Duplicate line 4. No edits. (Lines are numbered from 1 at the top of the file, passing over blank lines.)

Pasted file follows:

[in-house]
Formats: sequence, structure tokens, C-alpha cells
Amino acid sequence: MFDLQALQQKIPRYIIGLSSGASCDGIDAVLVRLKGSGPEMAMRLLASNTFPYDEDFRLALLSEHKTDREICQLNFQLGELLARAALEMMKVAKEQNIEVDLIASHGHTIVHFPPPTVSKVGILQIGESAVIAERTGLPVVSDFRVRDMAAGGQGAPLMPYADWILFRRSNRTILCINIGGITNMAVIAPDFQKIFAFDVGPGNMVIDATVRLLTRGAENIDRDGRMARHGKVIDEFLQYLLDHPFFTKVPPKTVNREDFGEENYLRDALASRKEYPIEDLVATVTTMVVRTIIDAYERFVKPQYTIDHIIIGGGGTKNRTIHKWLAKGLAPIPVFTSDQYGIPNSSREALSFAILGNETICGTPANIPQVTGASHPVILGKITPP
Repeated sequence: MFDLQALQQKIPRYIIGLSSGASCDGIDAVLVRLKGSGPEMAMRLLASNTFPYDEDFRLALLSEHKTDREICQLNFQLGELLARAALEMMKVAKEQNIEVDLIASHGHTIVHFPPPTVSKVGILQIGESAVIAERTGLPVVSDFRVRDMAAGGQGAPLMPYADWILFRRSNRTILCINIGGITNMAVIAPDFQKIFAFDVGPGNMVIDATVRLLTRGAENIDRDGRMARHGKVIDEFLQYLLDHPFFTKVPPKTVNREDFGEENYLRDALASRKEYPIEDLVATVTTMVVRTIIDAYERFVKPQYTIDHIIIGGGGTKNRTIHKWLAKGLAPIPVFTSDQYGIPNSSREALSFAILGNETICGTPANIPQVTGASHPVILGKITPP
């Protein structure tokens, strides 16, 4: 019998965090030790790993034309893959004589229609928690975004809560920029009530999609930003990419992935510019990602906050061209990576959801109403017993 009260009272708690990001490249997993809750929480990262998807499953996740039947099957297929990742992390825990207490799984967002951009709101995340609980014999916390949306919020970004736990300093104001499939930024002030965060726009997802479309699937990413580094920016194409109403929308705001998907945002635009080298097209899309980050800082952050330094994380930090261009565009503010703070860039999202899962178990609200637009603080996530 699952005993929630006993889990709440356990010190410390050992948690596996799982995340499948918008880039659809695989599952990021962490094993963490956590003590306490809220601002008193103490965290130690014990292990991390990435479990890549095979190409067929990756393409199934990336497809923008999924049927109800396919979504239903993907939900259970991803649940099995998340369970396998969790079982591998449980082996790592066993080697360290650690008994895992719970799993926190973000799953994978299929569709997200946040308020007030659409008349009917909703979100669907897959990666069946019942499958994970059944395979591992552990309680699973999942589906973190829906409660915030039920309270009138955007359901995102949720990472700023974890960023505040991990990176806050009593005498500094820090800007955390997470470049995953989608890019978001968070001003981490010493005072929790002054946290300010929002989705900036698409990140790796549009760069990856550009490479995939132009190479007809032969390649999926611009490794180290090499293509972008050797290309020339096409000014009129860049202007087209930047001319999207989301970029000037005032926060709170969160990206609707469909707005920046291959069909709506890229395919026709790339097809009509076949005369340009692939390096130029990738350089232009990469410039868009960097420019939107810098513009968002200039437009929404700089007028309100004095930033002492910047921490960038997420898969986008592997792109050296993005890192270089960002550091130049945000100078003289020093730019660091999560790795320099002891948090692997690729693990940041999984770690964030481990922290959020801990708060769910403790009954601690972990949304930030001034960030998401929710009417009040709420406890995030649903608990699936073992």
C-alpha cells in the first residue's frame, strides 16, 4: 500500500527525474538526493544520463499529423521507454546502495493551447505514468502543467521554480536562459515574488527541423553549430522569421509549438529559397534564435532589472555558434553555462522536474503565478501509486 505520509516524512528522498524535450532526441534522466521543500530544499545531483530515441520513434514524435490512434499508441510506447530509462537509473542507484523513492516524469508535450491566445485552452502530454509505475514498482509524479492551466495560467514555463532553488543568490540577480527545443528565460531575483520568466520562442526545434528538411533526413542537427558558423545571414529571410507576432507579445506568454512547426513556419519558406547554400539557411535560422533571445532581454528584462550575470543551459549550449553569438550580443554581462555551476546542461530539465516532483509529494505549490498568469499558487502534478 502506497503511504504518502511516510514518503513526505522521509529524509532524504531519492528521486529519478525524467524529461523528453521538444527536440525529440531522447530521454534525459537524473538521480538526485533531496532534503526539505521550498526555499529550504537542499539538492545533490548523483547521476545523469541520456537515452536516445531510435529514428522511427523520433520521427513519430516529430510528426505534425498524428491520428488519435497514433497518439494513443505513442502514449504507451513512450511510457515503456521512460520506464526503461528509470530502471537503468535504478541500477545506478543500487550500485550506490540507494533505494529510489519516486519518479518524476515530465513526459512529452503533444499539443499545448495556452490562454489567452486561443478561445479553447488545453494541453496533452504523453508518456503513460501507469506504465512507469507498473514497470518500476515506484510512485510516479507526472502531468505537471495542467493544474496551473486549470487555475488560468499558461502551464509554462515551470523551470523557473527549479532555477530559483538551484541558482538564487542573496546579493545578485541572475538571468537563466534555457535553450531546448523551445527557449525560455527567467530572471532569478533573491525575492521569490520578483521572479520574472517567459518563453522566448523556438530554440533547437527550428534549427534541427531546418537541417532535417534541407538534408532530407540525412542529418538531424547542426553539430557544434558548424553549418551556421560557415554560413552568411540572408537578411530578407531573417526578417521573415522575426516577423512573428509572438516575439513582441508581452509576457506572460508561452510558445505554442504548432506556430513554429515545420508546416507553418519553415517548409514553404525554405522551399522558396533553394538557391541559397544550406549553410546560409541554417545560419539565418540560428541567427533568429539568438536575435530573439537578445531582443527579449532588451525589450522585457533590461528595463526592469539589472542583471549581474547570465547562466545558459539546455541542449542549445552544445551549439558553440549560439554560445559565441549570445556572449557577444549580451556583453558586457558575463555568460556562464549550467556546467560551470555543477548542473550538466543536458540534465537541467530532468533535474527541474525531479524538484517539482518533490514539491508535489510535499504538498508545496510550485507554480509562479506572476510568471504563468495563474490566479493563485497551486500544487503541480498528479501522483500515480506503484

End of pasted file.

Repeated sequence: MFDLQALQQKIPRYIIGLSSGASCDGIDAVLVRLKGSGPEMAMRLLASNTFPYDEDFRLALLSEHKTDREICQLNFQLGELLARAALEMMKVAKEQNIEVDLIASHGHTIVHFPPPTVSKVGILQIGESAVIAERTGLPVVSDFRVRDMAAGGQGAPLMPYADWILFRRSNRTILCINIGGITNMAVIAPDFQKIFAFDVGPGNMVIDATVRLLTRGAENIDRDGRMARHGKVIDEFLQYLLDHPFFTKVPPKTVNREDFGEENYLRDALASRKEYPIEDLVATVTTMVVRTIIDAYERFVKPQYTIDHIIIGGGGTKNRTIHKWLAKGLAPIPVFTSDQYGIPNSSREALSFAILGNETICGTPANIPQVTGASHPVILGKITPP